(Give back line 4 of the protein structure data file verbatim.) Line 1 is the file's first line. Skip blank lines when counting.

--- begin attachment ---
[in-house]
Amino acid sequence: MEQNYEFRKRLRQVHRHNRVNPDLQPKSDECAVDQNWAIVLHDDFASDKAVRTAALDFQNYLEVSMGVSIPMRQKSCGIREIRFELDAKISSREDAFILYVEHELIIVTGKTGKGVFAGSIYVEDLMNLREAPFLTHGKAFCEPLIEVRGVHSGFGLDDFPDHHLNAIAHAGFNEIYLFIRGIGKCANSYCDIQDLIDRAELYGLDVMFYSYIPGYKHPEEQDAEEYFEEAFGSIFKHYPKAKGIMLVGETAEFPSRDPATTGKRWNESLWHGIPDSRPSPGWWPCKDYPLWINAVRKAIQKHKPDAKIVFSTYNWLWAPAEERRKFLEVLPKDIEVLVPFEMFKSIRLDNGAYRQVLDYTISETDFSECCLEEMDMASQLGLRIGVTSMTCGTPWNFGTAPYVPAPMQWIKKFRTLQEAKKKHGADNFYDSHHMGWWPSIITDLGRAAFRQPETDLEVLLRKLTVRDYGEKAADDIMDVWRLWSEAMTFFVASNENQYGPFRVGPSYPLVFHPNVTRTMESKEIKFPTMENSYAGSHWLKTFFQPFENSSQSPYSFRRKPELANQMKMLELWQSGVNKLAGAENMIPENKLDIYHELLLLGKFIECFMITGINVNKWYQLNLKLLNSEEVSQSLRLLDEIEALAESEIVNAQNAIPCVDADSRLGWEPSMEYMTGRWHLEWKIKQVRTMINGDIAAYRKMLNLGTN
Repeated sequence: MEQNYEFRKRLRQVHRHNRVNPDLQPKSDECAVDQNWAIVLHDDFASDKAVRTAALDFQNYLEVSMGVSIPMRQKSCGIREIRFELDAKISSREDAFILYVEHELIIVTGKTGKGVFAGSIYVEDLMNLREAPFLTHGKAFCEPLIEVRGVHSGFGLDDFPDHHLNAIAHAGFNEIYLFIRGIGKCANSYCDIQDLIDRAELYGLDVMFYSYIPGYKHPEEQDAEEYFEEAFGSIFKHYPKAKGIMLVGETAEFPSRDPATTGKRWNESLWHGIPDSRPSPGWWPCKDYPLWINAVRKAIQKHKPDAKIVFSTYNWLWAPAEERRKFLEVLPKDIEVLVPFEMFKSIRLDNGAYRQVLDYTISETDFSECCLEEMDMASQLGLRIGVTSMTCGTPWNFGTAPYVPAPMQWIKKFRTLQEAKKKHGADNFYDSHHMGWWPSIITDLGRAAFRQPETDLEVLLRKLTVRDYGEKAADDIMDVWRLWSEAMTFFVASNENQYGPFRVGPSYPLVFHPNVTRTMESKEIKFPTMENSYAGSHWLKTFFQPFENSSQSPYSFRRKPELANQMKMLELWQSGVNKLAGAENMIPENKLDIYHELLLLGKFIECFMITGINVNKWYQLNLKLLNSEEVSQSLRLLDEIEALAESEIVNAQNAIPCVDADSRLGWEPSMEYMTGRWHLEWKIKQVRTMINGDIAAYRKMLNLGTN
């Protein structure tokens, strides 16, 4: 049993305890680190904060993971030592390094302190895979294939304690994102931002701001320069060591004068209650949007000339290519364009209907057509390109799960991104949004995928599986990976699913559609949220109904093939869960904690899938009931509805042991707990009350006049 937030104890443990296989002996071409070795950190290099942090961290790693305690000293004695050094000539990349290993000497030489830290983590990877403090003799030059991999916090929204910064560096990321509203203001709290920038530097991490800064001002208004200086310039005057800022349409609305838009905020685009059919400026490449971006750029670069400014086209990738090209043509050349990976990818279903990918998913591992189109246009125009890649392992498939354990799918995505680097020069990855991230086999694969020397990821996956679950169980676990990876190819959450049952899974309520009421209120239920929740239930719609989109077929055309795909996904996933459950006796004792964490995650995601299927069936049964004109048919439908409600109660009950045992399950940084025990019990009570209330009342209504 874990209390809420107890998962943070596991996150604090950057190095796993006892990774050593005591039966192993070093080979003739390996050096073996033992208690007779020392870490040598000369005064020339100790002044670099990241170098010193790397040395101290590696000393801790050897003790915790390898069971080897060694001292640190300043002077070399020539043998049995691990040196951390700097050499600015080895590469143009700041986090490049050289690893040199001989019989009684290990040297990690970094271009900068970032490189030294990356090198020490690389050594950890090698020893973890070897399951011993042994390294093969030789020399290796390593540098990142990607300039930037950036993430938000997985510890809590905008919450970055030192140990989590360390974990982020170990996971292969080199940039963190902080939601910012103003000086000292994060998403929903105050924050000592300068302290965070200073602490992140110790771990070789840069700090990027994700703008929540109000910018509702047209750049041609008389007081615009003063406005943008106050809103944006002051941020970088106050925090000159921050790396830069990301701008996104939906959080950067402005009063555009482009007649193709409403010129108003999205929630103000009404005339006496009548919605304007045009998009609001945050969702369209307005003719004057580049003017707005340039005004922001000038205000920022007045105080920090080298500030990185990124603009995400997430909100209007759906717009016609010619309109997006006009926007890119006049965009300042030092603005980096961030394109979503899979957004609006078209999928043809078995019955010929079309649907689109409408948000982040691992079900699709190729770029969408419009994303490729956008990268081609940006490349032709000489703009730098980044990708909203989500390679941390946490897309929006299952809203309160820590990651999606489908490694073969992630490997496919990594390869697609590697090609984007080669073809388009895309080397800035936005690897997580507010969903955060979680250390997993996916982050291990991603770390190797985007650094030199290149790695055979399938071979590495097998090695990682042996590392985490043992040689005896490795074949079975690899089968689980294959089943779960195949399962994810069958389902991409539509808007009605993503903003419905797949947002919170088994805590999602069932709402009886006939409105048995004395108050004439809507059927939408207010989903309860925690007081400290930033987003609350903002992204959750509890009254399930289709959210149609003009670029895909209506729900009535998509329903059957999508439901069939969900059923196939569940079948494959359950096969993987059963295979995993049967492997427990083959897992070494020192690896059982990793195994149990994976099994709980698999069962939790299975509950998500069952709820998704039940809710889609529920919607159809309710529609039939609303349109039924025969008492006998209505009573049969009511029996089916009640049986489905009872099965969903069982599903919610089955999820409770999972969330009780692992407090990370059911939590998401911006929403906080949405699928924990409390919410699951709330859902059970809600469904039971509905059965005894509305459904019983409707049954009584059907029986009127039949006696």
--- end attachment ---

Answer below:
């Protein structure tokens, strides 16, 4: 049993305890680190904060993971030592390094302190895979294939304690994102931002701001320069060591004068209650949007000339290519364009209907057509390109799960991104949004995928599986990976699913559609949220109904093939869960904690899938009931509805042991707990009350006049 937030104890443990296989002996071409070795950190290099942090961290790693305690000293004695050094000539990349290993000497030489830290983590990877403090003799030059991999916090929204910064560096990321509203203001709290920038530097991490800064001002208004200086310039005057800022349409609305838009905020685009059919400026490449971006750029670069400014086209990738090209043509050349990976990818279903990918998913591992189109246009125009890649392992498939354990799918995505680097020069990855991230086999694969020397990821996956679950169980676990990876190819959450049952899974309520009421209120239920929740239930719609989109077929055309795909996904996933459950006796004792964490995650995601299927069936049964004109048919439908409600109660009950045992399950940084025990019990009570209330009342209504 874990209390809420107890998962943070596991996150604090950057190095796993006892990774050593005591039966192993070093080979003739390996050096073996033992208690007779020392870490040598000369005064020339100790002044670099990241170098010193790397040395101290590696000393801790050897003790915790390898069971080897060694001292640190300043002077070399020539043998049995691990040196951390700097050499600015080895590469143009700041986090490049050289690893040199001989019989009684290990040297990690970094271009900068970032490189030294990356090198020490690389050594950890090698020893973890070897399951011993042994390294093969030789020399290796390593540098990142990607300039930037950036993430938000997985510890809590905008919450970055030192140990989590360390974990982020170990996971292969080199940039963190902080939601910012103003000086000292994060998403929903105050924050000592300068302290965070200073602490992140110790771990070789840069700090990027994700703008929540109000910018509702047209750049041609008389007081615009003063406005943008106050809103944006002051941020970088106050925090000159921050790396830069990301701008996104939906959080950067402005009063555009482009007649193709409403010129108003999205929630103000009404005339006496009548919605304007045009998009609001945050969702369209307005003719004057580049003017707005340039005004922001000038205000920022007045105080920090080298500030990185990124603009995400997430909100209007759906717009016609010619309109997006006009926007890119006049965009300042030092603005980096961030394109979503899979957004609006078209999928043809078995019955010929079309649907689109409408948000982040691992079900699709190729770029969408419009994303490729956008990268081609940006490349032709000489703009730098980044990708909203989500390679941390946490897309929006299952809203309160820590990651999606489908490694073969992630490997496919990594390869697609590697090609984007080669073809388009895309080397800035936005690897997580507010969903955060979680250390997993996916982050291990991603770390190797985007650094030199290149790695055979399938071979590495097998090695990682042996590392985490043992040689005896490795074949079975690899089968689980294959089943779960195949399962994810069958389902991409539509808007009605993503903003419905797949947002919170088994805590999602069932709402009886006939409105048995004395108050004439809507059927939408207010989903309860925690007081400290930033987003609350903002992204959750509890009254399930289709959210149609003009670029895909209506729900009535998509329903059957999508439901069939969900059923196939569940079948494959359950096969993987059963295979995993049967492997427990083959897992070494020192690896059982990793195994149990994976099994709980698999069962939790299975509950998500069952709820998704039940809710889609529920919607159809309710529609039939609303349109039924025969008492006998209505009573049969009511029996089916009640049986489905009872099965969903069982599903919610089955999820409770999972969330009780692992407090990370059911939590998401911006929403906080949405699928924990409390919410699951709330859902059970809600469904039971509905059965005894509305459904019983409707049954009584059907029986009127039949006696």